Either their own spiritual growth, faith and activities, or, that of their family and children.

With some of the information presented already, the reader may be experiencing some of this so-called cognitive dissonance.  A feeling of discomfort, and the need to either act upon it or, to justify where they are and what they do because they are simply comfortable and established in the environment they are in.

According to the possibilities listed earlier to overcome this dissonance, this individual will now make the following choices:


  1. Change the incoming new information: The reader will overcome this information by formulating thoughts such as this information doe not apply to our modern times and applies only to days gone by; does not apply to myself and similar.


  1. Change your course of action to suit the new information: That is, where possible, migrate, and if not possible, compensate proactively until one can migrate.


  1. Add a new thought to justify ongoing action: Where one can make the move to migrate, they choose to take the path to compensate instead.  And this can be a fine line between someone who can make the choice to migrate and does not by justifying against it and someone who has legitimate reasons, such as persecution, if they were to move anywhere else.


  1. Trivialise the matter: That the world has become a small global community and it does not matter where we live now; that the interpretation of this information must be incorrect – and they will search for information that supports their own view and decisions.


Of course, while this is a theory and is one that is presented to us by the modern world of Psychology, it is not completely alien to Truth that is revealed to us in the Holy Qur’an.  In the Holy Qur’an, as an example, Allah Al Mighty cautions us:

[su_pullquote align=”right”]فَأَمَّا مَنْ طَغَى٣٧ وَآثَرَ الْحَيَاةَ الدُّنْيَا٣٨ فَإِنَّ الْجَحِيمَ هِيَ الْمَأْوَى٣٩ وَأَمَّا مَنْ خَافَ مَقَامَ رَبِّهِ وَنَهَى النَّفْسَ عَنِ الْهَوَى٤٠ فَإِنَّ الْجَنَّةَ هِيَ الْمَأْوَى٤١ [/su_pullquote]

Then as for him who was insolent and preferred the present life, surely Hell shall be the refuge. But as for him who feared the Station of his Lord and forbade the soul its caprice, surely Paradise shall be the refuge. (An-Naziat 79:37-41)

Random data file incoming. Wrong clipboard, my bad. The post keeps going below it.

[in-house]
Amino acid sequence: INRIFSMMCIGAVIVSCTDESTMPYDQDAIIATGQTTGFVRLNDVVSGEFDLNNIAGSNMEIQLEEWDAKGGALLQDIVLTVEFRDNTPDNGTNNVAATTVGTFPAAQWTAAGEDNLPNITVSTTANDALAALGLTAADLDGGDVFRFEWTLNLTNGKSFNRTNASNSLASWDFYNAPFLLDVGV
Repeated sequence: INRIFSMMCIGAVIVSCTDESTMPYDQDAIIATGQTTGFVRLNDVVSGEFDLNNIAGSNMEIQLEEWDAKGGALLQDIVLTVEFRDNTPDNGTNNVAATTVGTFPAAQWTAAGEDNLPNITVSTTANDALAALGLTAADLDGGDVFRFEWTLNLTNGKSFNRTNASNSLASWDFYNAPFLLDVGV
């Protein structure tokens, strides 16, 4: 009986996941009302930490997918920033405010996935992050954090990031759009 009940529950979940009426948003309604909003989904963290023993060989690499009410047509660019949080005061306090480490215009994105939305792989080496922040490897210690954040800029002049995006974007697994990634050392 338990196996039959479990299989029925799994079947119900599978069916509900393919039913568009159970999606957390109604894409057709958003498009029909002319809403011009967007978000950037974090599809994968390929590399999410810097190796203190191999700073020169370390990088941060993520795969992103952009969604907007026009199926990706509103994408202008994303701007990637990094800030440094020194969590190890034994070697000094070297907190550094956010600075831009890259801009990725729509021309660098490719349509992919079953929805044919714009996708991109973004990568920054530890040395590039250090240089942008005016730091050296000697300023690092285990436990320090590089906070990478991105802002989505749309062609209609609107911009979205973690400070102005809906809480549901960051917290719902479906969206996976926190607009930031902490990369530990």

Cognitive dissonance and migration

It must be emphasised that this cognitive dissonance is applies to where there is a choice to make, and not in situations where migrants are forced to flee for their lives.

An example of the presence of a tyrant ruler where a minority is persecuted and so some are forced to flee.  Now the question becomes, where should one escape to?

And in the continuation of the above example, after some time, the tyrant is over turned and the excuse to flee is lifted.  So a choice is there to be made.

One can choose to study this information and act upon it, or justify a “choice” to ignore it and act contrary to their duty.  Either way, that choice will have a consequence.

Ultimately, the choice one makes needs to be based on a leap of faith.  And that can only come with support from the Al-Mighty, for the heart that is full of faith will have no hesitation in making the right decision.

[su_pullquote align=”right”]الَّذِينَ آمَنُوا وَتَطْمَئِنُّ قُلُوبُهُمْ بِذِكْرِ اللَّهِ  أَلَا بِذِكْرِ اللَّهِ تَطْمَئِنُّ الْقُلُوبُ٢٨[/su_pullquote]

Those who believe, their hearts being at rest in God’s remembrance — in God’s remembrance are at rest the hearts. (Ar-Ra’d 13:28).

There are also many Ayahs as well as plenty of narrations that points to dilemmas and how to best resolve them, a discussion that requires more time and resources than permits at this point and for this subject.